I am a big Jane Austen fan. I was born with the last name Darcey, which pretty much demands that I at least read Pride and Prejudice. But even if I didn’t have a last name nearly identical to the famous Darcy (with a blasted “e” that no one likes to include when writing my name!), I would still love Miss Austen. And even though my B.A. in English Literature practically requires that I read all those famous dead people, including Austen, I would still (and do) gladly read her for some good old weekend fun.
And I’m not alone in this. Women all over the world with all different interests love Jane Austen. High schoolers, feminists, doctors, sales associates at Anthropologie and elderly alike swoon over the Mr. Darcys and Captain Wentworths. We cheer on the Dashwood sisters and Fanny Price and get frustrated with Jane Fairfax and Isabella Thorpe. We can’t help but get sucked into the daringly modern feminist stances, delicious gossip, blind assumptions and lusty glances from afar.
It’s also refreshingly old fashioned, yet modern at the same time. That stuff doesn’t happen anymore, only it does! Some ho tried to steal your man and blind him with fancy jewels and cleavage. We’ve all been there. Your sister did something totally embarrassing and now everyone’s looking at you weird, too. You couldn’t help but listen in on half of someone’s conversation in the next room and share it with everyone else. You really want to marry your hunky cousin! We’ve all been there (well, except that last one).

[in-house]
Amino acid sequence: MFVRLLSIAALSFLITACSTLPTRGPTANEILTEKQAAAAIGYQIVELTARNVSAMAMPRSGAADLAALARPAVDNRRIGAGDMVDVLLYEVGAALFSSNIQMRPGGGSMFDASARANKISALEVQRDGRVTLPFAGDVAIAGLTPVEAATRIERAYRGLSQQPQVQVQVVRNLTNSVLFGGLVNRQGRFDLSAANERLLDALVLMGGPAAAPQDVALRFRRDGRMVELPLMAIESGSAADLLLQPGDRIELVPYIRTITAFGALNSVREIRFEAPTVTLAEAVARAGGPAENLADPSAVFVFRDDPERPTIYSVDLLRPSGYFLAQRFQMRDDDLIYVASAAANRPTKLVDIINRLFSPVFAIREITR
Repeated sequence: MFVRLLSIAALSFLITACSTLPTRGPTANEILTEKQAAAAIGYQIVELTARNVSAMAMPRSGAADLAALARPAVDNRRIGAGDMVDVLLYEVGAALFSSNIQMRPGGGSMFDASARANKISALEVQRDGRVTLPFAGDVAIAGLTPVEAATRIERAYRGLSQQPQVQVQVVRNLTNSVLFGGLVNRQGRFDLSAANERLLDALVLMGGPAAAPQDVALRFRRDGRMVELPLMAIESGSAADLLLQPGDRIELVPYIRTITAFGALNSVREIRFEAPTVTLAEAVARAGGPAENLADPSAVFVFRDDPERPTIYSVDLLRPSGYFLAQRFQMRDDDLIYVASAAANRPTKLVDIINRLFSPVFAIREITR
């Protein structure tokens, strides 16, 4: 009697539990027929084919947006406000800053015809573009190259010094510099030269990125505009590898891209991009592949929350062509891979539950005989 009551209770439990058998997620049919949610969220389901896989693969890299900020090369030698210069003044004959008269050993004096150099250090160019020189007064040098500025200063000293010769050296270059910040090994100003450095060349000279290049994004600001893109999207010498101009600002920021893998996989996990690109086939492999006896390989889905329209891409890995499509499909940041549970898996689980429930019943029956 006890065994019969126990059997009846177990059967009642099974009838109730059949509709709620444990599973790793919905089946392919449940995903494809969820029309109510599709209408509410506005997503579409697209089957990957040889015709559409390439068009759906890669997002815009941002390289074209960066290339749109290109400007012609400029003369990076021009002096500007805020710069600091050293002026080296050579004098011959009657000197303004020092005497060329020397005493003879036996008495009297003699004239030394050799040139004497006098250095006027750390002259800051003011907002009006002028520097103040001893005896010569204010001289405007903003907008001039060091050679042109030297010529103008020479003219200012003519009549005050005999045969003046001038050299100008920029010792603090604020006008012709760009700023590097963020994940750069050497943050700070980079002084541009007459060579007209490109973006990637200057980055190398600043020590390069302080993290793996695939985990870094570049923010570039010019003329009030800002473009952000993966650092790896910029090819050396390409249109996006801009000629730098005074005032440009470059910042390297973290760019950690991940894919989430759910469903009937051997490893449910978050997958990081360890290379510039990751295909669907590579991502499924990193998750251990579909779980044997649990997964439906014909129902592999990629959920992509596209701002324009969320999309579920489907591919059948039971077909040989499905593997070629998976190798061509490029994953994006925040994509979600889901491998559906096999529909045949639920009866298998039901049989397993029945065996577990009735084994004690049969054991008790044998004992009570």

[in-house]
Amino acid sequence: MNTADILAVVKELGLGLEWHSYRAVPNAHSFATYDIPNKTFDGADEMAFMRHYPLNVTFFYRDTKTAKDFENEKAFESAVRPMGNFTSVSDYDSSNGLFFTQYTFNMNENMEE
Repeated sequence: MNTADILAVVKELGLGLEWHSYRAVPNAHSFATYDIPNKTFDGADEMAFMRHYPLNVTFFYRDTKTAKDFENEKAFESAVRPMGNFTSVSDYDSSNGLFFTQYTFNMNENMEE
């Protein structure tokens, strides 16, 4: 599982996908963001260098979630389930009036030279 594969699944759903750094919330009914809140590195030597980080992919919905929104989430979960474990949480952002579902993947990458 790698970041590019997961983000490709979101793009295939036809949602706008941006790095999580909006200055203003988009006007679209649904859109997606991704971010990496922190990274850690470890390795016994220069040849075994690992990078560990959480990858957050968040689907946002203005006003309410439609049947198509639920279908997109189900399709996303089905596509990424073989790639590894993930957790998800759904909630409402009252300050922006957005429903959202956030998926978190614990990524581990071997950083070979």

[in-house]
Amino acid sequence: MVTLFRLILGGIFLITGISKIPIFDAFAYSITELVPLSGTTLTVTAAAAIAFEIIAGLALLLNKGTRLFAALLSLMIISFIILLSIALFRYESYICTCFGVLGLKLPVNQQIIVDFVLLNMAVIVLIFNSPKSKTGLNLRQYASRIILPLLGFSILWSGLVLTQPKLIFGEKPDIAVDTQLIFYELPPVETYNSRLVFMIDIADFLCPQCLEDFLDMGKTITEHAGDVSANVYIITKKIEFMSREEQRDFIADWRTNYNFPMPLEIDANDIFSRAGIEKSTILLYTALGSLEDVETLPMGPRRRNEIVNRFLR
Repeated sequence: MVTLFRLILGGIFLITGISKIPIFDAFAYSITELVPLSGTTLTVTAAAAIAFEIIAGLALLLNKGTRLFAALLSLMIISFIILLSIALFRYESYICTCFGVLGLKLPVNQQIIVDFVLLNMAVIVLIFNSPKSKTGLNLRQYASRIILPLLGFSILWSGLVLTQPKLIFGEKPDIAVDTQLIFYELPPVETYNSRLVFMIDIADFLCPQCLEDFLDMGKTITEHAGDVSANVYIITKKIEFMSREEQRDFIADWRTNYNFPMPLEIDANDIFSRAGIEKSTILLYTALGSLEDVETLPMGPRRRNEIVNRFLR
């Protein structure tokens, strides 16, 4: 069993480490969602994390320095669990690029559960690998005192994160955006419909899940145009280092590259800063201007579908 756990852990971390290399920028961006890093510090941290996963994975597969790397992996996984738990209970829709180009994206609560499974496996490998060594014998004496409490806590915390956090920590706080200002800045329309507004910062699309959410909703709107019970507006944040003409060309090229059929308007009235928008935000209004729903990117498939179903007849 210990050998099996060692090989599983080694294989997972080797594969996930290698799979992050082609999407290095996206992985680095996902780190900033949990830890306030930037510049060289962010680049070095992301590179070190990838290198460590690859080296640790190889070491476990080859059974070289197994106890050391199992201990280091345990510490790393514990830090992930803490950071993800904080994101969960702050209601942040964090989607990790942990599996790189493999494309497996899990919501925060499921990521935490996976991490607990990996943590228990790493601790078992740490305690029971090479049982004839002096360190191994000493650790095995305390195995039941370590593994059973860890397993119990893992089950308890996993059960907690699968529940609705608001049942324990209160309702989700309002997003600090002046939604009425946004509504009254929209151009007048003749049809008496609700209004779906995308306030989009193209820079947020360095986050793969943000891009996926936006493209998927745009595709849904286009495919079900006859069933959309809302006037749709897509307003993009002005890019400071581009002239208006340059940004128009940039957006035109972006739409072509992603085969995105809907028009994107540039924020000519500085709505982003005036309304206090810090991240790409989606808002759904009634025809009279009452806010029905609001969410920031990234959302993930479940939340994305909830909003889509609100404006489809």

Jane Austen has been dead for a long time but she is responsible for the income of dozens of today’s authors! Think of all those “Dr. Darcy goes to Vegas” and “Elizabeth Darcy’s secret daughter” inventions and additions of zombies and sea monsters. It’s insane. Jane Austen practically controls half of Barnes & Noble’s fiction and romance sections.
And then there are the movies and mini-series. Some fabulous and Netflixed over and over again, others used for comedy night material. Either way, they’re still somehow all wonderful. There’s nothing like escaping the work day or that crappy dentist appointment with a couple hours of “come hither”s, corsets and mysterious carriage rides. I dare you to try it and not enjoy it!
This is around the time where you ask, “What’s the point of all this?”
Well, there isn’t. This is a “take five minutes out of your day to reflect on someone wonderful.” And maybe a recommendation to read Northanger Abbey and watch Emma with Gwyneth Paltrow pre-Glee.
Read more from Melissa Darcey on her blog.
Featured image via Kate Beaton at harkavagrant.com